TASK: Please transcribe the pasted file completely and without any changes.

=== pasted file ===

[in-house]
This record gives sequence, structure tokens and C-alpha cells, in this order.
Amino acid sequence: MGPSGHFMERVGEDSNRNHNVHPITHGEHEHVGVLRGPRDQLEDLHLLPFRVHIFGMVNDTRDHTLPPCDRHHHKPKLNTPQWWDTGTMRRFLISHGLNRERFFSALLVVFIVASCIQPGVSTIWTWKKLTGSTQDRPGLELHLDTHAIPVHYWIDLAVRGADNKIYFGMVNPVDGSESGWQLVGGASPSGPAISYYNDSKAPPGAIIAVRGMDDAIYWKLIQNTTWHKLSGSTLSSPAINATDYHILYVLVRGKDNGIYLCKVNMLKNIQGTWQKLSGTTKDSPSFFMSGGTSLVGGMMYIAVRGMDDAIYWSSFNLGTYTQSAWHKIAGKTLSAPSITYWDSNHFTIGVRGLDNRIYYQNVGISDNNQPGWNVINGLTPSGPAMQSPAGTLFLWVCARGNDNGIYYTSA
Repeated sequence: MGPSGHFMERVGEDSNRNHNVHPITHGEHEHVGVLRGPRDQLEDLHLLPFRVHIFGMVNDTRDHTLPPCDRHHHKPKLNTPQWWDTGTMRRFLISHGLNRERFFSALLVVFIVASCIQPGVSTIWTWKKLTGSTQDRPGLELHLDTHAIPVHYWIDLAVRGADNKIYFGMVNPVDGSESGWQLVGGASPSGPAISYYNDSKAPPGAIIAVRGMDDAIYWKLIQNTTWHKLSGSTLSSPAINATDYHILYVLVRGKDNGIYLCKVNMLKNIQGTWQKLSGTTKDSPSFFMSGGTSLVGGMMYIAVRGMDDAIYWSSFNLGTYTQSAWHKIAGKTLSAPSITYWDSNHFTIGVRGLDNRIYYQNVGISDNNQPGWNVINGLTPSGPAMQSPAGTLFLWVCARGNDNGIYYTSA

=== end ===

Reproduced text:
[in-house]
This record gives sequence, structure tokens and C-alpha cells, in this order.
Amino acid sequence: MGPSGHFMERVGEDSNRNHNVHPITHGEHEHVGVLRGPRDQLEDLHLLPFRVHIFGMVNDTRDHTLPPCDRHHHKPKLNTPQWWDTGTMRRFLISHGLNRERFFSALLVVFIVASCIQPGVSTIWTWKKLTGSTQDRPGLELHLDTHAIPVHYWIDLAVRGADNKIYFGMVNPVDGSESGWQLVGGASPSGPAISYYNDSKAPPGAIIAVRGMDDAIYWKLIQNTTWHKLSGSTLSSPAINATDYHILYVLVRGKDNGIYLCKVNMLKNIQGTWQKLSGTTKDSPSFFMSGGTSLVGGMMYIAVRGMDDAIYWSSFNLGTYTQSAWHKIAGKTLSAPSITYWDSNHFTIGVRGLDNRIYYQNVGISDNNQPGWNVINGLTPSGPAMQSPAGTLFLWVCARGNDNGIYYTSA
Repeated sequence: MGPSGHFMERVGEDSNRNHNVHPITHGEHEHVGVLRGPRDQLEDLHLLPFRVHIFGMVNDTRDHTLPPCDRHHHKPKLNTPQWWDTGTMRRFLISHGLNRERFFSALLVVFIVASCIQPGVSTIWTWKKLTGSTQDRPGLELHLDTHAIPVHYWIDLAVRGADNKIYFGMVNPVDGSESGWQLVGGASPSGPAISYYNDSKAPPGAIIAVRGMDDAIYWKLIQNTTWHKLSGSTLSSPAINATDYHILYVLVRGKDNGIYLCKVNMLKNIQGTWQKLSGTTKDSPSFFMSGGTSLVGGMMYIAVRGMDDAIYWSSFNLGTYTQSAWHKIAGKTLSAPSITYWDSNHFTIGVRGLDNRIYYQNVGISDNNQPGWNVINGLTPSGPAMQSPAGTLFLWVCARGNDNGIYYTSA